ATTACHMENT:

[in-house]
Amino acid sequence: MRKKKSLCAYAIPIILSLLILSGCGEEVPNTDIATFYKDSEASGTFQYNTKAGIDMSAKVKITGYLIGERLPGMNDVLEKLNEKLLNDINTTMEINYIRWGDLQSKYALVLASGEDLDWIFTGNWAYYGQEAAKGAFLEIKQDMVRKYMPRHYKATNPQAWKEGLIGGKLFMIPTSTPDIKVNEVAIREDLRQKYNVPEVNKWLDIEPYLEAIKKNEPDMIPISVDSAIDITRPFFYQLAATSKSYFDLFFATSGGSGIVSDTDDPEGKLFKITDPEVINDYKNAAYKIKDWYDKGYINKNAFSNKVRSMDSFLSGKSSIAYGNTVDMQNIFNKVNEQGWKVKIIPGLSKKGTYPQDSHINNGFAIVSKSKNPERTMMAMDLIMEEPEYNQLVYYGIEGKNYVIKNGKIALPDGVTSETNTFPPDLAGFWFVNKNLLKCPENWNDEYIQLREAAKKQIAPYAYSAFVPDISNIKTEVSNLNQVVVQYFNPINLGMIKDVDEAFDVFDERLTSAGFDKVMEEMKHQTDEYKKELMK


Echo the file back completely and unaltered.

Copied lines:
[in-house]
Amino acid sequence: MRKKKSLCAYAIPIILSLLILSGCGEEVPNTDIATFYKDSEASGTFQYNTKAGIDMSAKVKITGYLIGERLPGMNDVLEKLNEKLLNDINTTMEINYIRWGDLQSKYALVLASGEDLDWIFTGNWAYYGQEAAKGAFLEIKQDMVRKYMPRHYKATNPQAWKEGLIGGKLFMIPTSTPDIKVNEVAIREDLRQKYNVPEVNKWLDIEPYLEAIKKNEPDMIPISVDSAIDITRPFFYQLAATSKSYFDLFFATSGGSGIVSDTDDPEGKLFKITDPEVINDYKNAAYKIKDWYDKGYINKNAFSNKVRSMDSFLSGKSSIAYGNTVDMQNIFNKVNEQGWKVKIIPGLSKKGTYPQDSHINNGFAIVSKSKNPERTMMAMDLIMEEPEYNQLVYYGIEGKNYVIKNGKIALPDGVTSETNTFPPDLAGFWFVNKNLLKCPENWNDEYIQLREAAKKQIAPYAYSAFVPDISNIKTEVSNLNQVVVQYFNPINLGMIKDVDEAFDVFDERLTSAGFDKVMEEMKHQTDEYKKELMK